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One Doctor's Plan to Overhaul Primary Care

This blog post excerpts an article featuring Dr. Rushika Fernandopulle, co-founder of Iora Health, from the Winter 2015 issue of HealthStream's PX Advisor, our quarterly magazine designed to bring you thought leadership and best practices for improving the patient experience.

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Dr. Rushika Fernandopulle, co-founder of Iora Health, says health coaches have the power to heal the delivery system. 

After spending a decade working to improve how primary care is delivered, Rushika Fernandopulle, MD, a primary care internist, and CEO and co-founder of Iora Health, had a breakthrough—if he wanted something better than a seven-minute visit with his patients, incremental fixes would no longer work. It was time to start over from scratch. “I’ve been working on this long before it was fashionable to think about primary care,” says Fernandopulle, who helped design a team-based care model that deploys health coaches to handle the majority of patient interactions. “As a doctor, I’m trained to diagnose and treat,” explains Fernandopulle, who was executive director of the Harvard Interfaculty Program for Health Systems Improvement. “While that’s important, the big gap in our healthcare system is how do you execute on that when you see patients with diabetes, for example, a few minutes every three months? It’s silly to manage people that way when there are a thousand things the patient needs help on,” he adds.

Coaching Beyond the Telephonic Model

Based in Cambridge, MA, Iora Health was started in 2011 to build a new model of primary care from the ground up, and now serves close to 10,000 patients in 11 primary care practices across six states. From the beginning, Fernandopulle had four key goals: create a better experience for patients, create better outcomes, lower costs, and improve the experience for healthcare workers. Fernandopulle is quick to point out that the health coach model is different than disease management programs in which nurses in a call center monitor patients. Rather, a health coach meets face-to-face with patients to help improve their health and welfare. “We need human beings who can answer questions, hold people’s hands when that’s the right thing to do, and kick them in the behind when that’s the right thing to do,” says Fernandopulle. “We realized that the coaches don’t need to be nurses. The only thing you really need to have is good interpersonal skills like empathy, because we can teach everything else.”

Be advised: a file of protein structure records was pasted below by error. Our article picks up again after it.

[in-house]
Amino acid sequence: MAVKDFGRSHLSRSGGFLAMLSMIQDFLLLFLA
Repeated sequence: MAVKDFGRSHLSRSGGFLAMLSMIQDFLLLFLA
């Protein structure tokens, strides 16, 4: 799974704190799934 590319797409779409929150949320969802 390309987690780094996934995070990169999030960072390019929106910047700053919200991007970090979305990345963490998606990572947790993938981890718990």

This article also includes:

  • How to flip a pyramid and put the patient in charge
  • Building a case for value in primary care
  • Iora Health Case Study: How to Be the Right Patient Partner

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